Monthly Archives: February 2014

Book Review: Nanny Knows Best over at FWSA



Anything for a free book! I’ve written a review of Katherine Holden’s Nanny Knows Best: The History of the British Nanny for the Feminist and Women’s Studies Association (UK and Ireland) blog, which you can find here

Considering how childcare has changed over the twentieth century, Nanny Knows Best is surprisingly topical and interesting – even for someone who has never watched Mary Poppins, let alone encountered a real nanny.

Shout out for the FWSA too: their website is always great and it’s well worth being on their mailing list for events and opportunities.

21st-Century Venus

Photoshop seems to be indispensable nowadays, not only to the production of beauty but also to the discussion of it. And here it is again: Anna Utopia Giordano’s Venus project photoshops classic nudes such as Titian’s Venus of Urbino below, into contemporary standards of naked beauty.

But what I can’t help wondering, with all sincerity, is why?


Some of the altered paintings look (to me) more attractive, some look weird. Yes, our standards of beauty have become more exacting and less realistic, but we know this already. Glancing through the comments on the page, this seems to be the general reaction.

After all, the reworking of a traditional image is hardly new: Titian’s painting has already been reimagined in a variety of ways, Manet’s Olympia and Gauguin’s Te Arii Vahine (The King’s Wife) being only two examples.


Edouard Manet, Olympia, the Venus of Paris, 1863 (


Paul Gauguin, Te Arii Vahine (The King’s Wife), 1896 (

Manet’s Venus, with her defiant gaze at the audience and the boldly outlined, textured rendering of her body, force us to question the nature of the sexuality being represented. Gauguin’s placing of a black nude in the traditional attitude of Venus offers a reminder that we still need, of the Western presumption that beauty is a white privilege – not to mention the fallen paradise references, with the serpent coiled round the tree.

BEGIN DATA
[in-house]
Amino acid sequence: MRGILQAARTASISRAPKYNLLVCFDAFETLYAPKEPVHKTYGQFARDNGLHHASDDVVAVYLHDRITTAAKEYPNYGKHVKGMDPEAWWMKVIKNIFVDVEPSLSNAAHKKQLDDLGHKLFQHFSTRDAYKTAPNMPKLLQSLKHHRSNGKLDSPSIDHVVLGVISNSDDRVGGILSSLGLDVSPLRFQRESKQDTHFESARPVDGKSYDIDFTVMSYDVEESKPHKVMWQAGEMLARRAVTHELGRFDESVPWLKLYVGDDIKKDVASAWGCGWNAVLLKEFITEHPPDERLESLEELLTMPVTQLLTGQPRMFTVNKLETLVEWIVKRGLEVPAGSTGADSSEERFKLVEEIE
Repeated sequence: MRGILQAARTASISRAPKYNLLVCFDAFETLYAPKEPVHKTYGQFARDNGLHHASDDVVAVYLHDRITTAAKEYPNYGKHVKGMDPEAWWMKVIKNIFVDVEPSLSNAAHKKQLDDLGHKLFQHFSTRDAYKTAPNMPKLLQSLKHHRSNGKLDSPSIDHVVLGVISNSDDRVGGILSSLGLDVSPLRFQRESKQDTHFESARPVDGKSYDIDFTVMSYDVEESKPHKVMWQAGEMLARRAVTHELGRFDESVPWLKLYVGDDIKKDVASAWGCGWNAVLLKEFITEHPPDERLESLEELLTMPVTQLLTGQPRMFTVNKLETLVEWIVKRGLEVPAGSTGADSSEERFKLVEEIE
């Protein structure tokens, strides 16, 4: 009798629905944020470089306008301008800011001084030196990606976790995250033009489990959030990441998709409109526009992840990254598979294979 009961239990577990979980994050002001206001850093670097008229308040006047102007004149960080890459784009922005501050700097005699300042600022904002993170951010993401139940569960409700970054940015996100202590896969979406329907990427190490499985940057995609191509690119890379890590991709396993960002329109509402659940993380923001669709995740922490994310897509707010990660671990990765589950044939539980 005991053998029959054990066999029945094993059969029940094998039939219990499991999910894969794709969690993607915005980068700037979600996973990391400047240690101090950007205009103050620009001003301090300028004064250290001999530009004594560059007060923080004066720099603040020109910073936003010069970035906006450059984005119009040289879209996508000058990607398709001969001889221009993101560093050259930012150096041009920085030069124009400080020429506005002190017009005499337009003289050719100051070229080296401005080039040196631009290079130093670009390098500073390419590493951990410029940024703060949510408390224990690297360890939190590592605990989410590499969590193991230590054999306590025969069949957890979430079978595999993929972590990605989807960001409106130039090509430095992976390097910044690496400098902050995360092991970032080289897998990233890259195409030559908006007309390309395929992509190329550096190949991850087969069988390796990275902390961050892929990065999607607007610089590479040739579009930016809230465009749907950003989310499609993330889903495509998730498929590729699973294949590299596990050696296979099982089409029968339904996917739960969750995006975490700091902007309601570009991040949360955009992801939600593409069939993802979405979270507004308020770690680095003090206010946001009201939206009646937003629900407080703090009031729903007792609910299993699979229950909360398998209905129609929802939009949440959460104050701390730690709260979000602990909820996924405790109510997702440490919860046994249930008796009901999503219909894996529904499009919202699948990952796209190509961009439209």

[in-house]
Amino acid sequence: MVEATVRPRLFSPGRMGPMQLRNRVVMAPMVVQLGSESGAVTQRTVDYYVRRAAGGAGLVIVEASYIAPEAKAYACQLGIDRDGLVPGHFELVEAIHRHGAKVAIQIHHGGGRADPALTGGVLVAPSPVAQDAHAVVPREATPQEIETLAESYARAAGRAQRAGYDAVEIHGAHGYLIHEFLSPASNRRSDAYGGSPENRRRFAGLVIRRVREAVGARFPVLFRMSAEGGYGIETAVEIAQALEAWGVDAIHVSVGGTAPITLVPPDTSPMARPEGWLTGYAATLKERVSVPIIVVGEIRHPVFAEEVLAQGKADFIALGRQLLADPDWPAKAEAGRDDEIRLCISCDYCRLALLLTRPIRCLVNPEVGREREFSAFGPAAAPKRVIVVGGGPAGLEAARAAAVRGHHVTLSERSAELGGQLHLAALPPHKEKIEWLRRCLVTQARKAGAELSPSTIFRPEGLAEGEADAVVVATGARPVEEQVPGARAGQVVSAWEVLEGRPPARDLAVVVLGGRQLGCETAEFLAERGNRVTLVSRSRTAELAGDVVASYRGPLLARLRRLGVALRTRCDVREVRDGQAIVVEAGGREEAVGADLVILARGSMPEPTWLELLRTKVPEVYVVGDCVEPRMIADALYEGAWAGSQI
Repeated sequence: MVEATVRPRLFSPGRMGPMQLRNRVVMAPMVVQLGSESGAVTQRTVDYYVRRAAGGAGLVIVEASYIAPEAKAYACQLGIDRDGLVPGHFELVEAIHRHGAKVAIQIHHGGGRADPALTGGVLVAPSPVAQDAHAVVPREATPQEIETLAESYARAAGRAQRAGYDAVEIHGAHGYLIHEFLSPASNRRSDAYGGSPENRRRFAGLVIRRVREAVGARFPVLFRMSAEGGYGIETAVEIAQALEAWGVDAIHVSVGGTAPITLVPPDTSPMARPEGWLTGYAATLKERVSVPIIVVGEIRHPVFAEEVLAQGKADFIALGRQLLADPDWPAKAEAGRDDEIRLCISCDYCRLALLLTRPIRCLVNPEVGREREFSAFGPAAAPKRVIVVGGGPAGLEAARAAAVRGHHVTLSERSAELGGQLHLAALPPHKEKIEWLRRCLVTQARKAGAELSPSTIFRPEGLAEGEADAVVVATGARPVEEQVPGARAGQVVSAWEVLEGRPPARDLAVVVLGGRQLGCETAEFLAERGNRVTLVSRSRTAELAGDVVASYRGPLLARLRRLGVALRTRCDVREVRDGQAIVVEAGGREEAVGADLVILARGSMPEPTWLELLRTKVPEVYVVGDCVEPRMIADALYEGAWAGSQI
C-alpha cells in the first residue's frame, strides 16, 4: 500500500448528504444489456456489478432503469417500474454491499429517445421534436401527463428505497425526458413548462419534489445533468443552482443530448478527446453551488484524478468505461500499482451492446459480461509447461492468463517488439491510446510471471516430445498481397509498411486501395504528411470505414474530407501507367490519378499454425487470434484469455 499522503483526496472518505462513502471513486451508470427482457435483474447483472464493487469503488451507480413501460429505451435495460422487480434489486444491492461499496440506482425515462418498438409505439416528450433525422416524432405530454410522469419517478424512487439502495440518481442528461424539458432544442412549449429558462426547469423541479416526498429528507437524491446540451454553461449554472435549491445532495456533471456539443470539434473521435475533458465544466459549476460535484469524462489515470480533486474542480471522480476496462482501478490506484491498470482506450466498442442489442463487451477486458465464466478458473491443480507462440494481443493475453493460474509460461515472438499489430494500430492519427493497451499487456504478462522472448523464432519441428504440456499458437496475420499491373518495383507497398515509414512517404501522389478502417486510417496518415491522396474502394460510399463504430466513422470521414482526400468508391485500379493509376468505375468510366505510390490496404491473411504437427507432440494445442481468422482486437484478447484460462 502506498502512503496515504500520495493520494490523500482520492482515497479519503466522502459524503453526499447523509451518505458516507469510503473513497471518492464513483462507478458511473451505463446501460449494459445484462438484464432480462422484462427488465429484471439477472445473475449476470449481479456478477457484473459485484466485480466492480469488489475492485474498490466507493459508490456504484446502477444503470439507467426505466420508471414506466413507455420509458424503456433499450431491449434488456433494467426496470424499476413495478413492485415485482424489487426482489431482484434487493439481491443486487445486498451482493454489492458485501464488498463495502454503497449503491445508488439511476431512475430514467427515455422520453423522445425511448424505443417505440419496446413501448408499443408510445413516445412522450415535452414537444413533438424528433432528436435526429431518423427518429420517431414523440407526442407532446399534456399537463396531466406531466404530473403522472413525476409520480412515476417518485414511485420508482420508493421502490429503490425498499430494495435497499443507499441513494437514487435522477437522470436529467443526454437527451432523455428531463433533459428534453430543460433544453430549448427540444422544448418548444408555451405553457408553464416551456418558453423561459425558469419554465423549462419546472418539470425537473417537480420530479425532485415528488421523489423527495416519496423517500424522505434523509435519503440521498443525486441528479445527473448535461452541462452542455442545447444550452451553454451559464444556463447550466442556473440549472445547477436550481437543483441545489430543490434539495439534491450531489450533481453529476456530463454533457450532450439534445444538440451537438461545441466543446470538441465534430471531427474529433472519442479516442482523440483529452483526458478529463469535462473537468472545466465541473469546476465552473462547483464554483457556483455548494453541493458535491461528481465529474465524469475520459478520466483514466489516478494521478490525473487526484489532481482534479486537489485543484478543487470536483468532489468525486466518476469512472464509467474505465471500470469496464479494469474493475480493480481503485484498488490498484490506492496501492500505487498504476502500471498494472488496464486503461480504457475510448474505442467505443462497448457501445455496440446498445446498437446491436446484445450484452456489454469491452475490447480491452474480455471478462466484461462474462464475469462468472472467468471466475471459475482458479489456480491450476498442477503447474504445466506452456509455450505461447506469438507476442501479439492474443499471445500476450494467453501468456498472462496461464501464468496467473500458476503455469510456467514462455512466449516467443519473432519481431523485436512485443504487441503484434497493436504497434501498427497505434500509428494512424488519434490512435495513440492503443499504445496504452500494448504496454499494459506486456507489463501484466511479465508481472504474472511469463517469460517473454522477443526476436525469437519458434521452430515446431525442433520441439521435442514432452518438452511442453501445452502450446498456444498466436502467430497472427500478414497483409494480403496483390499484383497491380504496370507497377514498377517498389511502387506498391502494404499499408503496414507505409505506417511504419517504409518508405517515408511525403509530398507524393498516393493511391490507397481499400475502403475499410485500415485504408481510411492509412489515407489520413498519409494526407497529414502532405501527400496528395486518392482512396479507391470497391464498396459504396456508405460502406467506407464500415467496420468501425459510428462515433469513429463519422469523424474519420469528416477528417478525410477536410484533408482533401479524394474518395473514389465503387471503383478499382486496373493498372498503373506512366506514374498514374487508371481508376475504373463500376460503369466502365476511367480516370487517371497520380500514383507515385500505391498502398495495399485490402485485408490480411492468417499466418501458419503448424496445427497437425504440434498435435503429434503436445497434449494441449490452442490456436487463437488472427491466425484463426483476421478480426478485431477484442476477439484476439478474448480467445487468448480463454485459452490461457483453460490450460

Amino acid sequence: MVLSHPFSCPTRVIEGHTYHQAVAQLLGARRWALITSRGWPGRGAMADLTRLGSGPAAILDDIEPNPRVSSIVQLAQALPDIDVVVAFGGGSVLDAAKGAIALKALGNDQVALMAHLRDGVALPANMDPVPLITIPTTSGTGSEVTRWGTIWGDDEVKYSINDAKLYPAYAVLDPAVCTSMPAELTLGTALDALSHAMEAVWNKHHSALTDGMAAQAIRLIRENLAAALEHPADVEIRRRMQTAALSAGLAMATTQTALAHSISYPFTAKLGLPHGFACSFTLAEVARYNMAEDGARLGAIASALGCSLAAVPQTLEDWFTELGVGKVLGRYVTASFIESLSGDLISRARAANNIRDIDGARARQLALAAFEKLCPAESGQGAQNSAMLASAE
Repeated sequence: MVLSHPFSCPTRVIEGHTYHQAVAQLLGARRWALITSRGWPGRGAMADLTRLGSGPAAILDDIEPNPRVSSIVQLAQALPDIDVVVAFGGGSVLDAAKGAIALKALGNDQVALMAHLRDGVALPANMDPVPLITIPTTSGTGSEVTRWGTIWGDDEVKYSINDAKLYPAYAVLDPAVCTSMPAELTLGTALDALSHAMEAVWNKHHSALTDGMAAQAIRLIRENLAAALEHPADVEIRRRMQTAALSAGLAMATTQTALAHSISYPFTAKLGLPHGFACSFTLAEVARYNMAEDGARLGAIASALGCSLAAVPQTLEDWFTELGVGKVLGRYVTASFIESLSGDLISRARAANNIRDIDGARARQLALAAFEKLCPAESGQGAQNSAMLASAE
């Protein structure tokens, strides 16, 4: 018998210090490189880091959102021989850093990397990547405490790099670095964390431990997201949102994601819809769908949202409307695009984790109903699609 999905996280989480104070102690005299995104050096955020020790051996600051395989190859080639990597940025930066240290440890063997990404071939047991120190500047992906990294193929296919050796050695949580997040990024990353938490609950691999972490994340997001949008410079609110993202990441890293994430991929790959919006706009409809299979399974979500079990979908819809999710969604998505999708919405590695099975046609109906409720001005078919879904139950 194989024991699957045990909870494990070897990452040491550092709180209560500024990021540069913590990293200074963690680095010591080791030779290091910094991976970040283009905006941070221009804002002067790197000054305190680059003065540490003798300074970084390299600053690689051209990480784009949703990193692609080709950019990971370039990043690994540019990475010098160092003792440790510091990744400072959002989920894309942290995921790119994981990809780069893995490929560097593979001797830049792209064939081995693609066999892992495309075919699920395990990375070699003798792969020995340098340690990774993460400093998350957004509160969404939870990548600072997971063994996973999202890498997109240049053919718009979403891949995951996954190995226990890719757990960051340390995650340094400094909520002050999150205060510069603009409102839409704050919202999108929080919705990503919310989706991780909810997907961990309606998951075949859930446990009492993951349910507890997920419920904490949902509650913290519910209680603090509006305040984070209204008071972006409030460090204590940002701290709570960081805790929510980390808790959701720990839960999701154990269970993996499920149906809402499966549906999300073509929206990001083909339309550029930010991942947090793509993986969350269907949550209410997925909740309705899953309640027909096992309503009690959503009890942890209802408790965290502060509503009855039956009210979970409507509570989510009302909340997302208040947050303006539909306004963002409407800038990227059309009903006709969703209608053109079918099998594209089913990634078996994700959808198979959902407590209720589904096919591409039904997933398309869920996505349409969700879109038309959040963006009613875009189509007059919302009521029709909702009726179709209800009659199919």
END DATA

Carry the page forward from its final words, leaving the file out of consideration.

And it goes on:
Art has been questioning beauty for centuries, and sadly I think that Giordano’s contribution simply doesn’t stand up to the richness and provocation of its predecessors. But her Photoshopped Venuses do show us something important about 21st-century beauty. Giordano’s skinny, implausibly busty nudes have lost the dynamic relationship between flesh and fantasy that characterises the originals. The Renaissance paintings show a sublimation of honest, physical bodies into a realm of dreamlike beauty; because the Photoshopped bodies are already in the dimension of fantasy, the spark of reification is lost. The picture falls flat, having no connection to the flesh we are wrapped in, but floating free in the impossible. And that’s where the project falls flat too, as Giordano leaves it there without bringing it back to earth with some seriously critical questioning.

A Lesson in Fat-Shaming from The Guardian. Thanks Guys.

‘Big Ballet’? Yep, had to be a Channel 4 reality show. Feature in The Guardian? Had hoped for a thoughtful and sensitive critique but…

Big Ballet C4 Hannah Baines and dancers


As Helen Pidd in The Guardian points out today, a backlash is inevitable for a TV programme that gives larger women (what, no men? Sigh) the chance to dance: at least one person in the comments section dismissed it as a freak show, and more will follow. But I agree with Hannah Baines, one of the dancers (pictured front) who simply says, “I can dance. … Everyone who’s laughed at me, they’re going to watch and see what I can do.”